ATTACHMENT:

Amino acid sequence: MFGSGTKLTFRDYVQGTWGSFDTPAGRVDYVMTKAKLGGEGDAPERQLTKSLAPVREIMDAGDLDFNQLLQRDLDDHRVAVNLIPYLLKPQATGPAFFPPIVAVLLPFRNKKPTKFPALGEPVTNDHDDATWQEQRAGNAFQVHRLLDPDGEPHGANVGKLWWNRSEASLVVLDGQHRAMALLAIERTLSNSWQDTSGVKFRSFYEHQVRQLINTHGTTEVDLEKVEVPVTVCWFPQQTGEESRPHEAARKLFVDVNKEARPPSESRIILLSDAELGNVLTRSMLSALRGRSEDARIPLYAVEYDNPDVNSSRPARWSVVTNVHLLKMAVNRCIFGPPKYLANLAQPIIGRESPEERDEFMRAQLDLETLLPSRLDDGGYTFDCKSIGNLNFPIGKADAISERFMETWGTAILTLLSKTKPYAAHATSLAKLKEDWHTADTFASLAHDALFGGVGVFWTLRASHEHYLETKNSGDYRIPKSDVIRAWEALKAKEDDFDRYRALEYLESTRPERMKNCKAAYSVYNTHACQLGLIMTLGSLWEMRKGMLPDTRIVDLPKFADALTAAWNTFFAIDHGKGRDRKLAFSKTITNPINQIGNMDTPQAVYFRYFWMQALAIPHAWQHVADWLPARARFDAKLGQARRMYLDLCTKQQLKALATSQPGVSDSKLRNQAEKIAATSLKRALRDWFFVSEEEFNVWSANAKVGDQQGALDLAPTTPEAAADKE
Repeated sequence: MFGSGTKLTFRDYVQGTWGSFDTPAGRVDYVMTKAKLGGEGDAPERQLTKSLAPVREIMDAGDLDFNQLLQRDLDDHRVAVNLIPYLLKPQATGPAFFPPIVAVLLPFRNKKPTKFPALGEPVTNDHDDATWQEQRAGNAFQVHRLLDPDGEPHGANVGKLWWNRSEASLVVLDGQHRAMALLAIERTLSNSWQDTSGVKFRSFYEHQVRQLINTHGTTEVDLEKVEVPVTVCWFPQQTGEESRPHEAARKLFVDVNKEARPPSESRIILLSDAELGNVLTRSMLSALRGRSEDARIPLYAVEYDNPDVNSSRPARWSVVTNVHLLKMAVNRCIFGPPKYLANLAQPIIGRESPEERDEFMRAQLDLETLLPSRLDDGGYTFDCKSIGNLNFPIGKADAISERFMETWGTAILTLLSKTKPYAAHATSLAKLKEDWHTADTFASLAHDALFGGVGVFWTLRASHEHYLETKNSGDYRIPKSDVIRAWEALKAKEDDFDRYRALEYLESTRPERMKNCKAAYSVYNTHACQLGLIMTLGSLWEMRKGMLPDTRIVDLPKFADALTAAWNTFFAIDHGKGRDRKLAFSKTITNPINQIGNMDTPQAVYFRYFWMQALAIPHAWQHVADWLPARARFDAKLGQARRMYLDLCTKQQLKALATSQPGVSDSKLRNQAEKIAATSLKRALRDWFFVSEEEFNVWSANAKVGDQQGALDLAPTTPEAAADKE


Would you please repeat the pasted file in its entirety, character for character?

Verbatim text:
Amino acid sequence: MFGSGTKLTFRDYVQGTWGSFDTPAGRVDYVMTKAKLGGEGDAPERQLTKSLAPVREIMDAGDLDFNQLLQRDLDDHRVAVNLIPYLLKPQATGPAFFPPIVAVLLPFRNKKPTKFPALGEPVTNDHDDATWQEQRAGNAFQVHRLLDPDGEPHGANVGKLWWNRSEASLVVLDGQHRAMALLAIERTLSNSWQDTSGVKFRSFYEHQVRQLINTHGTTEVDLEKVEVPVTVCWFPQQTGEESRPHEAARKLFVDVNKEARPPSESRIILLSDAELGNVLTRSMLSALRGRSEDARIPLYAVEYDNPDVNSSRPARWSVVTNVHLLKMAVNRCIFGPPKYLANLAQPIIGRESPEERDEFMRAQLDLETLLPSRLDDGGYTFDCKSIGNLNFPIGKADAISERFMETWGTAILTLLSKTKPYAAHATSLAKLKEDWHTADTFASLAHDALFGGVGVFWTLRASHEHYLETKNSGDYRIPKSDVIRAWEALKAKEDDFDRYRALEYLESTRPERMKNCKAAYSVYNTHACQLGLIMTLGSLWEMRKGMLPDTRIVDLPKFADALTAAWNTFFAIDHGKGRDRKLAFSKTITNPINQIGNMDTPQAVYFRYFWMQALAIPHAWQHVADWLPARARFDAKLGQARRMYLDLCTKQQLKALATSQPGVSDSKLRNQAEKIAATSLKRALRDWFFVSEEEFNVWSANAKVGDQQGALDLAPTTPEAAADKE
Repeated sequence: MFGSGTKLTFRDYVQGTWGSFDTPAGRVDYVMTKAKLGGEGDAPERQLTKSLAPVREIMDAGDLDFNQLLQRDLDDHRVAVNLIPYLLKPQATGPAFFPPIVAVLLPFRNKKPTKFPALGEPVTNDHDDATWQEQRAGNAFQVHRLLDPDGEPHGANVGKLWWNRSEASLVVLDGQHRAMALLAIERTLSNSWQDTSGVKFRSFYEHQVRQLINTHGTTEVDLEKVEVPVTVCWFPQQTGEESRPHEAARKLFVDVNKEARPPSESRIILLSDAELGNVLTRSMLSALRGRSEDARIPLYAVEYDNPDVNSSRPARWSVVTNVHLLKMAVNRCIFGPPKYLANLAQPIIGRESPEERDEFMRAQLDLETLLPSRLDDGGYTFDCKSIGNLNFPIGKADAISERFMETWGTAILTLLSKTKPYAAHATSLAKLKEDWHTADTFASLAHDALFGGVGVFWTLRASHEHYLETKNSGDYRIPKSDVIRAWEALKAKEDDFDRYRALEYLESTRPERMKNCKAAYSVYNTHACQLGLIMTLGSLWEMRKGMLPDTRIVDLPKFADALTAAWNTFFAIDHGKGRDRKLAFSKTITNPINQIGNMDTPQAVYFRYFWMQALAIPHAWQHVADWLPARARFDAKLGQARRMYLDLCTKQQLKALATSQPGVSDSKLRNQAEKIAATSLKRALRDWFFVSEEEFNVWSANAKVGDQQGALDLAPTTPEAAADKE